For polytomies, see www.rasch.org/rmt/rmt122q.htm
Once item difficulties (criterion-referenced or norm-referenced) have been carefully calibrated and the measurement system constructed, we can administer some or all of the calibrated items to further examinees and measure them based on the pre-calibrated item difficulties. The approach here obtains the maximum-likelihood estimates using Newton-Raphson iteration.
1) Collect observed responses by person n to the desired subset of calibrated items.
There are L observed dichotomous responses to L of the calibrated items taken by this person, with R correct answers and W incorrect.
If R = 0, then put R = 0.5, W = L-0.5
If W = 0, then put R = L-0.5, W = 0.5
Check that R+W = L.
2) Each item, i, has a calibration U_{i} in user-scaled units. If not already in logits, convert this to logits D_{i}.
3) For person n's L observed responses on L items, compute the average item difficulty D_{mean} and the item sample variance, V:
D_{mean} = ( Σ D_{i} )/L for i=1,L
V = (Σ (D_{i} - D_{mean})² ) / (L-1) for i=1,L
4) An initial estimate of person n's ability M is the PROX estimate:
M = D_{mean} + (√(1 + V/2.9))*log_{e}(R/W)
alternatively, M = any convenient value
5) Compute expected score and variance for M:
For each item i of difficulty D_{i}, the probability of person n's success on item i = P_{i} = 1 / ( 1 + e ^{(Di - M)} )
where e = 2.7183person n's total raw score = Score = Σ( P_{i} ) for i=1,L
the model variance of person n's raw score = Variance = Σ( P_{i} (1 - P_{i}) ) for i=1,L
6) Obtain a better estimate M' of the measure M:
If, after the first iteration, the estimates overshoot (diverge, so that the changes in the estimates become bigger, not smaller),
abs(M' - M) > abs(M'' - M)
then multiply the divider by 2 and set its minimum value at 1.0:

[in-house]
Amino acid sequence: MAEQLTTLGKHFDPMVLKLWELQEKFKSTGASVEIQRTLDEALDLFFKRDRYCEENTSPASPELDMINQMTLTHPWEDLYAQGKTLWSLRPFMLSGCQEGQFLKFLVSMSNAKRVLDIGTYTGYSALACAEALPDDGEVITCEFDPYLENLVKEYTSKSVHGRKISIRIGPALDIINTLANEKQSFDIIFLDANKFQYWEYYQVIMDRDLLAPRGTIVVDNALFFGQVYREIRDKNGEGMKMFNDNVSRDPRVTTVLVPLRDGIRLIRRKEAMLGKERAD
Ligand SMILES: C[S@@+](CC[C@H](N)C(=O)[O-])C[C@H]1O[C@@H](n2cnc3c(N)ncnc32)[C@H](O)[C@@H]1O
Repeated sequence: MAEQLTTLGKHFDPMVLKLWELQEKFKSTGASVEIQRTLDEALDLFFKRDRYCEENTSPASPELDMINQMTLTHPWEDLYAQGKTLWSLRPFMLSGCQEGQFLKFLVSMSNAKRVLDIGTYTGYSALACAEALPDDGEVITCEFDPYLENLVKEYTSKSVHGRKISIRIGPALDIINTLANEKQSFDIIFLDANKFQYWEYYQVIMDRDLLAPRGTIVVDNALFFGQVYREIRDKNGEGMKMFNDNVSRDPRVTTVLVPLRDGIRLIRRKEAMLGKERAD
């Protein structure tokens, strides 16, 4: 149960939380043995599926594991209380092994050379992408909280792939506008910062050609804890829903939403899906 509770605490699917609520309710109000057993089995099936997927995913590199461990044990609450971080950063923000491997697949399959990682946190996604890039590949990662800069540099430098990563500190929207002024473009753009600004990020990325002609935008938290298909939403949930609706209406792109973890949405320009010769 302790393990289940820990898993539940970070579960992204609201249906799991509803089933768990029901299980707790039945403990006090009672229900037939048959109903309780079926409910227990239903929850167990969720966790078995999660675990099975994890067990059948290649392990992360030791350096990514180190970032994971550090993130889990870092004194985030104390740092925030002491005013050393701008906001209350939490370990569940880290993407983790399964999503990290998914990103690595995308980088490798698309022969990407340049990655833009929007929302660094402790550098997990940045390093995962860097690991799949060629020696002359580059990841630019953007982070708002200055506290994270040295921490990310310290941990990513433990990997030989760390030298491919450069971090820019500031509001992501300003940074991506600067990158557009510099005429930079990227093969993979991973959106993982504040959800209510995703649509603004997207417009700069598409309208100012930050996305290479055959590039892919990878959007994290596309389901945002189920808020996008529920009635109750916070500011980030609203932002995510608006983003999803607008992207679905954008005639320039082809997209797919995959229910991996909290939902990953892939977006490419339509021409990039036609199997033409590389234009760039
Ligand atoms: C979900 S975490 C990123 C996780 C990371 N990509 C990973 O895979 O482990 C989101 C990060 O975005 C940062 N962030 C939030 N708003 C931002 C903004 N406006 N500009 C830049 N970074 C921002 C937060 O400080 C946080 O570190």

Variance divider = max(variance*2, 1.0)Do not change an estimate by more than one logit from its value in the previous iteration.
M' = max(min(M+1,M'),M-1)
7) If abs(M' - M) > 0.01 logits, then set M'' = M and M = M' and go to (5).
8) Set M = M', and report this final ability estimate with standard error = sqrt(1/Variance). Convert measure and standard error back to scaled U units for reporting.
Note: Summary statistics for the final person measures may not match directly-estimated person distributional parameters - but, since the persons are often regarded as "incidental" parameters, no one seems too much concerned.
For explanation, see Wright B.D., Douglas G.A. 1975. Best Test and Self-Tailored Testing. Research Memorandum #19. Chicago: MESA Press.
This estimation is implemented in Mark Moulton's Excel Spreadsheet.
For an explanation of WLE, see RMT (2009), 23:1, 1188-9
Warm's bias correction is applied to each MLE estimate, M, to produce a Warm's Mean Likelihood Estimate (WLE), M_{WLE}, which is almost always closer to the mean item difficulty than M.
person n's WLE estimate = M_{WLE} = M + ( J / ( 2 * I^{2} ) )
where, for dichotomous Rasch items,
J = Σ ( P_{i} (1-P_{i} ) (1-2P_{i}) ) summed over i = 1,L
I = Σ ( P_{i} (1-P_{i} ) )
Estimating Rasch (person, ability, theta) measures with known dichotomous item difficulties: Anchored Maximum Likelihood Estimation (AMLE). Wright B.D., Douglas G.A. … Rasch Measurement Transactions, 1996, 10:2 p.499
Rasch Publications | ||||
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Rasch Measurement Transactions (free, online) | Rasch Measurement research papers (free, online) | Probabilistic Models for Some Intelligence and Attainment Tests, Georg Rasch | Applying the Rasch Model 3rd. Ed., Bond & Fox | Best Test Design, Wright & Stone |
Rating Scale Analysis, Wright & Masters | Introduction to Rasch Measurement, E. Smith & R. Smith | Introduction to Many-Facet Rasch Measurement, Thomas Eckes | Invariant Measurement: Using Rasch Models in the Social, Behavioral, and Health Sciences, George Engelhard, Jr. | Statistical Analyses for Language Testers, Rita Green |
Rasch Models: Foundations, Recent Developments, and Applications, Fischer & Molenaar | Journal of Applied Measurement | Rasch models for measurement, David Andrich | Constructing Measures, Mark Wilson | Rasch Analysis in the Human Sciences, Boone, Stave, Yale |
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